The methodology for this paper looks at lower secondary in Ireland as an “assemblage” (Deleuze and Guattari, 2003). Assemblage refers to the complex and dynamic flows, connections and becomings that emerge and disperse relationally between the different bodies and actors that occupy this space. It allows the research to be mapped by its interconnections and interrelationships on a holistic and on a local level. To gather a holistic and multi-perspectival understanding of the emerging story of the process of curriculum reform in the open and complex system of second level education in Ireland, the research engaged in the following: a. Twenty-one semi-structured interviews with policy stakeholders across the lower secondary education system in Ireland. b. Ten semi-structured interviews with four principals and six teachers in four lower secondary schools in Ireland. c. Six focus group interviews with 10 pupils in each of the 3 selected schools. The data emerged from the middle/between these voices and the study proffers the richness of the sum of these voices together and does not centrally focus on any one agent. The analytic process that was used to capture this holistic approach, was the use of rhizo-analysis. Rhizo-analysis ceaselessly establishes connections between the agents in the assemblage and has no beginning or end but rather the rhizome is always in the middle, between things, interbeing, intermezzo (Deleuze and Guattari, 2003, p.25). This type of analysis allows the researcher to offer the map of the connected landscape of lower secondary during curriculum reform. This map is not a tracing or a reproduction which produces more of the same by following a sequentially ordered process through links between points and positions that are restricted to a particular place, reaching conventionally logical and coherent conclusions (Sellers, 2015, p.11). Its function was to perturb conventional ordering, sequencing, categorizing and linearity. The rhizome allowed multiple entryways and multidimensional spaces of exploration and discovery in the open complex system of lower secondary education in Ireland.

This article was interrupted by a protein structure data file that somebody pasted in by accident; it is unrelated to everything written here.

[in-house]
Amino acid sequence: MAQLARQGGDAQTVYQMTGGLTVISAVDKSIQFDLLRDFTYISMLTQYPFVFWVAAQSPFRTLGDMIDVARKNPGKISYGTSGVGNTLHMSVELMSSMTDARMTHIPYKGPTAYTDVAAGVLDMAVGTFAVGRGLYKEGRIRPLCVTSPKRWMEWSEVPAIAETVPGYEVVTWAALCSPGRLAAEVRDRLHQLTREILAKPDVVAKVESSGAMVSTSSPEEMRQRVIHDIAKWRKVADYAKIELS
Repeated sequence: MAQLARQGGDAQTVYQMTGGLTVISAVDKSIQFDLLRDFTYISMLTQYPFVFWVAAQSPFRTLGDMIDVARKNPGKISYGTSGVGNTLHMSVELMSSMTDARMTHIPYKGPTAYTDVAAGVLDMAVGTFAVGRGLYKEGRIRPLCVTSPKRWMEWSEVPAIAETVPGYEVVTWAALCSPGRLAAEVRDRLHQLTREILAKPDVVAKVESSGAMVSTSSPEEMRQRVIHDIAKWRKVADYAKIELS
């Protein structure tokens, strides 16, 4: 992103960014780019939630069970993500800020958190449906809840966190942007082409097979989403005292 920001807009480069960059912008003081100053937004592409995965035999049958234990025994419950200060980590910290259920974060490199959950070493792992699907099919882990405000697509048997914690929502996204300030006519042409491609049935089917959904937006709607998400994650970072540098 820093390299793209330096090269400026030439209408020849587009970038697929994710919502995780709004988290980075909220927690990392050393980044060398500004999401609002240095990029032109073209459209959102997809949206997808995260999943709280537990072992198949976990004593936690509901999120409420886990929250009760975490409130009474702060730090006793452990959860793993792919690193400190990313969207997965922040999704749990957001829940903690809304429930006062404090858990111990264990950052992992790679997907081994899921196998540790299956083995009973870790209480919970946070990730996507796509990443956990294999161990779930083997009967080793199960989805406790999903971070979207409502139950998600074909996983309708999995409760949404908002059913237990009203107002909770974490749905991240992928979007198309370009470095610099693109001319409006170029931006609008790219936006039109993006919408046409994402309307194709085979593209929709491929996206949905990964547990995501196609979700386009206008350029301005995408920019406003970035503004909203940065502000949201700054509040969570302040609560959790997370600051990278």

1. Developing momentum for a new trajectory for education and curriculum demands a deep knowledge and understanding of the educational system – its culture, history, context and structure but particularly it must engage with the mindsets and dispositions of the people that inhabit the system. 2. The purposes of lower secondary are a multiplicity of desires and collaborative value judgements need to be made about these purposes. These value judgements are highly political. However, new purposes must make connections with old purposes, otherwise the system will seek equilibrium and reset back into old modes of desire. 3. Curriculum is concerned with the space to run (Pinar et al., 2008), the inner and outer journey of the runner and their running with other runners. The model that perhaps grasps the energy and complexity of the ideology was the metaphor of rhizome as suggested by Deleuze and Guattari (2003). Through mapping the main tubers or intensities of the junior cycle curriculum, it was possible to follow their connections and allow for the space for the teacher/student to run. This mapping as rhizome has pedagogical implications for teaching, learning and assessment. It encourages the teacher to move from curriculum deliverer to curriculum maker. 4. Education as becoming demands a new thinking about the concepts of difference – both degree and kind. It highlights the importance of reality as actual and virtual but also suggests a different approach to thinking about time. These concepts open up thresholds for unfolding new roles and relationships in the classroom.
BRAIDOTTI, R. 2013. The Post-Human, United Kingdom, Polity. COLMAN, S. 2005. Rhizome. In: PARR, A. (ed.) The Deleuze Dictionary. Edinburgh: Edinburgh University Press. DAVIS, B. & SUMARA, D. 2008. Complexity and Education: Inquiries into Learning, Teaching and Research, New York, Routledge. DELEUZE, G. & GUATTARI, F. 2003. A Thousand Plateaus, Minneapolis, University of Minneapolis Press. GUATTARI, F. 2000. The Three Ecologies, London, The Athlone Press. KELLY, A. V. 2009. The Curriculum: Theory and Practice, London & California, SAGE. OSBERG, D. 2008. The Logic of Emergence: An Alternative Conceptual Space for Theorizing Critical Education. Journal of the Canadian Assessment for Curriculum Studies, 6. PINAR, W. F., REYNOLDS, W. M., SLATTERY, P. & TAUBMANN, P. M. 2008. Understanding Curriculum: An Introduction to the Study of Historical and Contemporary Curriculum Discourses, United States, Peter Lang. SELLERS, M. 2013. Young Children Becoming Curriculum, New York, Routledge. SELLERS, M. 2015. ...working with (a) rhizoanalysis...and working (with) a rhizoanalysis. Complicity: An International Journal of Complexity and Education, 12, 6-31.